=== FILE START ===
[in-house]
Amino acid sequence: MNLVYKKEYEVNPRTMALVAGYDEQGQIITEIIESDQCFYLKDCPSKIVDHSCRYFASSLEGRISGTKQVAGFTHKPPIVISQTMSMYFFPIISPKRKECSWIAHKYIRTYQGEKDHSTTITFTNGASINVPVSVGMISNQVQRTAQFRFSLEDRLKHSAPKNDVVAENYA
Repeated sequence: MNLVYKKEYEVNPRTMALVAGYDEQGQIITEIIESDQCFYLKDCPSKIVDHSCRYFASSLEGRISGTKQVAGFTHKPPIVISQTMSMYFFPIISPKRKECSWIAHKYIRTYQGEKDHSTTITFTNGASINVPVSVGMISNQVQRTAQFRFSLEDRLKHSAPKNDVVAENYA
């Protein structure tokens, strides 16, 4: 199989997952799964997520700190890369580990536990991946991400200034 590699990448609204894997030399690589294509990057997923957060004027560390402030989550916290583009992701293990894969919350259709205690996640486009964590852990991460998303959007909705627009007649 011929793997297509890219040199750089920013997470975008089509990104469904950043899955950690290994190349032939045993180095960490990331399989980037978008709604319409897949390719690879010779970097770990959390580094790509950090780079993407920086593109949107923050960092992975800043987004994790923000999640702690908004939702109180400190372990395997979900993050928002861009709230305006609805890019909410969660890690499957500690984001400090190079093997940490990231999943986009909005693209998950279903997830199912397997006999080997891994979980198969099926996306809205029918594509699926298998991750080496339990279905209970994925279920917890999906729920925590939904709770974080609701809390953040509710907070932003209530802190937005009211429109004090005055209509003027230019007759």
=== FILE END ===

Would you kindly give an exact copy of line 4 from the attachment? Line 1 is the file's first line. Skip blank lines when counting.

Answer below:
């Protein structure tokens, strides 16, 4: 199989997952799964997520700190890369580990536990991946991400200034 590699990448609204894997030399690589294509990057997923957060004027560390402030989550916290583009992701293990894969919350259709205690996640486009964590852990991460998303959007909705627009007649 011929793997297509890219040199750089920013997470975008089509990104469904950043899955950690290994190349032939045993180095960490990331399989980037978008709604319409897949390719690879010779970097770990959390580094790509950090780079993407920086593109949107923050960092992975800043987004994790923000999640702690908004939702109180400190372990395997979900993050928002861009709230305006609805890019909410969660890690499957500690984001400090190079093997940490990231999943986009909005693209998950279903997830199912397997006999080997891994979980198969099926996306809205029918594509699926298998991750080496339990279905209970994925279920917890999906729920925590939904709770974080609701809390953040509710907070932003209530802190937005009211429109004090005055209509003027230019007759």